By some estimates, there are over 150 rural PC kiosk projects in India, reaching approximately 10,000 rural villages across the country. Efforts like this to apply information and communication technologies to rural development are almost always led by urban technologists, who have preconceptions about villagers and their aspirations. In some cases, the urban-rural cultural differences are further augmented by transnational differences, as multinational corporations, headquartered in other countries, seek to address markets elsewhere.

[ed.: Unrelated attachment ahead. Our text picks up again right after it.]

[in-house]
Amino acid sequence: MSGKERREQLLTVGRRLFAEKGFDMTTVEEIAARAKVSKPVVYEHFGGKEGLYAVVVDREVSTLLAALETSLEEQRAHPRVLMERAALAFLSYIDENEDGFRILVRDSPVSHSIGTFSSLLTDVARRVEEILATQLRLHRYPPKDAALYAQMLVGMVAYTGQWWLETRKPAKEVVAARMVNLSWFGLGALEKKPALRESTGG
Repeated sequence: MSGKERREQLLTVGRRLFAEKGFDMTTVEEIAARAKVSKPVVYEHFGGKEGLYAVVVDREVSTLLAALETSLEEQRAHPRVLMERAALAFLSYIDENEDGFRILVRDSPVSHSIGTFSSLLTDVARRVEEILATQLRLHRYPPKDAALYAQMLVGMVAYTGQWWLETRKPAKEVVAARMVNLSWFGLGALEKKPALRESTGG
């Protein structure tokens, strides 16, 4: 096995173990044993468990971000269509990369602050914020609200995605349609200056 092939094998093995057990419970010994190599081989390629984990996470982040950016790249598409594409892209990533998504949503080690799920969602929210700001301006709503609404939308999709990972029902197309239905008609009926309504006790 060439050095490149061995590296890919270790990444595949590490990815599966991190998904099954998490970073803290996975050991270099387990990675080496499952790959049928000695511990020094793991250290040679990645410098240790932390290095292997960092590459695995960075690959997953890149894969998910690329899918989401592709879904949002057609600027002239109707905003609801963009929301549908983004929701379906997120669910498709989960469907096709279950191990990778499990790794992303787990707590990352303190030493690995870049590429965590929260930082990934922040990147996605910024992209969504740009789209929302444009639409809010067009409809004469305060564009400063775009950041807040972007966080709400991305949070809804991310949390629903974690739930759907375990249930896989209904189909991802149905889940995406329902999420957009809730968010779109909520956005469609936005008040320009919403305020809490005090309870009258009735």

We discuss a few myths frequently believed by wealthier city-dwellers about poor rural villages in India. While not entirely untrue, these myths tend to create cognitive barriers to good product design. Ethnographic investigation of rural villages and existing kiosk projects can lower these barriers and point product designers in directions that may not be obvious at the outset. In particular, we find that (1) villages are surprisingly up-to-date vis-à-vis modern communications capabilities, (2) some rural villagers aggressively seek out modern technology, and (3) even the poorest populations have desires that go beyond those required for physical sustenance. These facts, along with subtle qualifications, have immediate consequences for the design of rural kiosks and the services they deliver.